They are offering prayers for peace and protection: Parishioners at Epiphany of Our Lord Ukrainian Catholic Church in St. Petersburg cling to every piece of news coming out of Ukraine. But the pictures they're seeing give them little comfort.
"It made us increase our prayer intentions and our prayers to god that he would intercede in divine intervention in this," said Father John Stevensky.
It is a trying time for Father Stevensky's parish.
"When the people see that they lose hope and it brings tears to their eyes," he said.
Nearly every member of his church has family in Ukraine, including Mykhaylo Golovko.
"It is scary because that conflict that goes back 350 years. Back and forth, back and forth. How long can our people take that," said Golovko.
Golovko's wife and children live in the western part of Ukraine. He says, for generations, his family has fought -- first the Soviets, and now the Russians.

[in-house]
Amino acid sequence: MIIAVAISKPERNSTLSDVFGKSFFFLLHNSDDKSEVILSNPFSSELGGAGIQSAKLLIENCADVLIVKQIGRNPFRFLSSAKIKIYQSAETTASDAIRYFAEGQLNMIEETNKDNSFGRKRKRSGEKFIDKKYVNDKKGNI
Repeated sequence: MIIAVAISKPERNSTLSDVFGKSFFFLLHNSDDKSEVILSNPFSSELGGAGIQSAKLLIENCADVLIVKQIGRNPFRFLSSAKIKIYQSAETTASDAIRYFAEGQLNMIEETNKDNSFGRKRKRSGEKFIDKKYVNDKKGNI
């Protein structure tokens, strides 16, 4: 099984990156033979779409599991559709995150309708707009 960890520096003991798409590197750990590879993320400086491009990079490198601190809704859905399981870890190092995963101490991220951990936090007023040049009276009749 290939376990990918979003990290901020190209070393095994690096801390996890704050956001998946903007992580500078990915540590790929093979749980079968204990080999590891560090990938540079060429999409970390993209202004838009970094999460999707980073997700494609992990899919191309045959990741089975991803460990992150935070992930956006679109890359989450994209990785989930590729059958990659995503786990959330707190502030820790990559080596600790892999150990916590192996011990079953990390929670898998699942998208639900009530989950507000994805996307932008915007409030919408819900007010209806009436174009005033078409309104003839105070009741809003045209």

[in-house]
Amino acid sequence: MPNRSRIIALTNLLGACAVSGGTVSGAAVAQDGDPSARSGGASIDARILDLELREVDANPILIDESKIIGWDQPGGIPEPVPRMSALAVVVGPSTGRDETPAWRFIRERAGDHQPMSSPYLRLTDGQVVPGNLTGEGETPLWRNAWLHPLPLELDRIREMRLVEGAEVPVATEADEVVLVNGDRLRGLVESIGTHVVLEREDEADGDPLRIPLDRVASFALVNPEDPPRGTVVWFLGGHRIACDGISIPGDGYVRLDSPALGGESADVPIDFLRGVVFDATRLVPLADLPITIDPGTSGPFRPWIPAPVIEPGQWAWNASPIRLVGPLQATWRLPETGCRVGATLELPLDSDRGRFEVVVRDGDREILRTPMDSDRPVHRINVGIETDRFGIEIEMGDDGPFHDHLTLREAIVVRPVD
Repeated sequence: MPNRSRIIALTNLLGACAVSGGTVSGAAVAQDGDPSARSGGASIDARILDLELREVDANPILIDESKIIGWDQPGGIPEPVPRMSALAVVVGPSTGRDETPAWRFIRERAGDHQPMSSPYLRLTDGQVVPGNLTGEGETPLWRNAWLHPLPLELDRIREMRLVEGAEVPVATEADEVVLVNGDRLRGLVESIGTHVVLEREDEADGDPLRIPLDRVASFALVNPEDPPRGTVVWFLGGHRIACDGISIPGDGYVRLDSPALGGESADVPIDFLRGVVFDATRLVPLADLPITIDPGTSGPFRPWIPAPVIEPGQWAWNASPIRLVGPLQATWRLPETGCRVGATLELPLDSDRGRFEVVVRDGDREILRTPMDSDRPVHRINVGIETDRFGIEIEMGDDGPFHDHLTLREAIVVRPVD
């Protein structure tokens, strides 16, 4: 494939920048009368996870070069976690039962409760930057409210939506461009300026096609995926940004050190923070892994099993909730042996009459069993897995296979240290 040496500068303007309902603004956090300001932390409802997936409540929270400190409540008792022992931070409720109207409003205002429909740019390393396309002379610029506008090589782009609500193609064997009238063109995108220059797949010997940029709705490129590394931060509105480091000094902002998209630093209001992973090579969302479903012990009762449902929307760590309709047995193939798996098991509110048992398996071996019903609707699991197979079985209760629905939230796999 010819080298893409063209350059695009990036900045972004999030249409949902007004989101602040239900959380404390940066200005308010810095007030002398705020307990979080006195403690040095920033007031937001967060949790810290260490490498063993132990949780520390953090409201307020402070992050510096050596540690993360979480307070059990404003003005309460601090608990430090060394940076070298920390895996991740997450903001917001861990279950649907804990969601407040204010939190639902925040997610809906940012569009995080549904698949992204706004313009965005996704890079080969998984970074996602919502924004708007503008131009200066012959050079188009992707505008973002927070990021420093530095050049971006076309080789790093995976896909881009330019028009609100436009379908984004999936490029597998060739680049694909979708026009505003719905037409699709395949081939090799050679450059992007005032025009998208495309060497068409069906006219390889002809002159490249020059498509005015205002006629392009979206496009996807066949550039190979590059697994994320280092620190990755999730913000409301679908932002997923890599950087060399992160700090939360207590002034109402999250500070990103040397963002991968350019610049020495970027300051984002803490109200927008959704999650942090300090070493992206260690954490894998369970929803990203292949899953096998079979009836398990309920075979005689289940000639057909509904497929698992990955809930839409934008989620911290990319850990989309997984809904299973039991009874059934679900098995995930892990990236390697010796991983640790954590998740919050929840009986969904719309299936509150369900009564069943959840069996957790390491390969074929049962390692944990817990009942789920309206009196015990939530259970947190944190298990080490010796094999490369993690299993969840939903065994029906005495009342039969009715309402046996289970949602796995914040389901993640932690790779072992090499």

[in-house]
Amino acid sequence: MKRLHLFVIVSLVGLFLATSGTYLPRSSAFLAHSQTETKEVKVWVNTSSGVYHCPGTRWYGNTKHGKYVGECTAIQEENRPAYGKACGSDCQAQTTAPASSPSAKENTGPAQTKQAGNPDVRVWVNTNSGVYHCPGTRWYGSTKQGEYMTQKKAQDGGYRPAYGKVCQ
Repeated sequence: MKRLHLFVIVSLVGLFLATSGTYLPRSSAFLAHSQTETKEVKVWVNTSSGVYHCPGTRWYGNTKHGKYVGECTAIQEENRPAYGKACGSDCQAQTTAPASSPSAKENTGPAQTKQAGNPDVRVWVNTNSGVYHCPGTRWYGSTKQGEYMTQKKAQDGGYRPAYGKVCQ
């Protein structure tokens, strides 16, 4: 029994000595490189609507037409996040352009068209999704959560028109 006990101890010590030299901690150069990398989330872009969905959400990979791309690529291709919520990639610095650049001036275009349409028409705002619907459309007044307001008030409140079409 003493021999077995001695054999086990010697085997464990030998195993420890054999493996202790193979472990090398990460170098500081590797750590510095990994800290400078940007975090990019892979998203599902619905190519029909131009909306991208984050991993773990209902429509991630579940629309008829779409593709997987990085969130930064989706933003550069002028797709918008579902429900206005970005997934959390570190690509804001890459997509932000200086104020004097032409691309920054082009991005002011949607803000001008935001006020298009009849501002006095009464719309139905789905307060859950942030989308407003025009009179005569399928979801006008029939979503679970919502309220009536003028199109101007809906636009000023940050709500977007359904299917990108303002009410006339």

"I always say if somebody can be on your soil and he has a machine gun in his hand, he is not a peacekeeper," he said.
As Ukrainian reserve units assemble and prepare for what could happen, Golovko's thoughts turn to his own son: He is a lieutenant in the reserves.
"If time comes to protect our country, I think they have no choice everyone will go," he said.
For Golovko and others, prayer is the only option as their homeland faces uncertainty.
"I hope everything is gonna be OK," he added. "We don't want war."
FOX 13 / WTVT-TV
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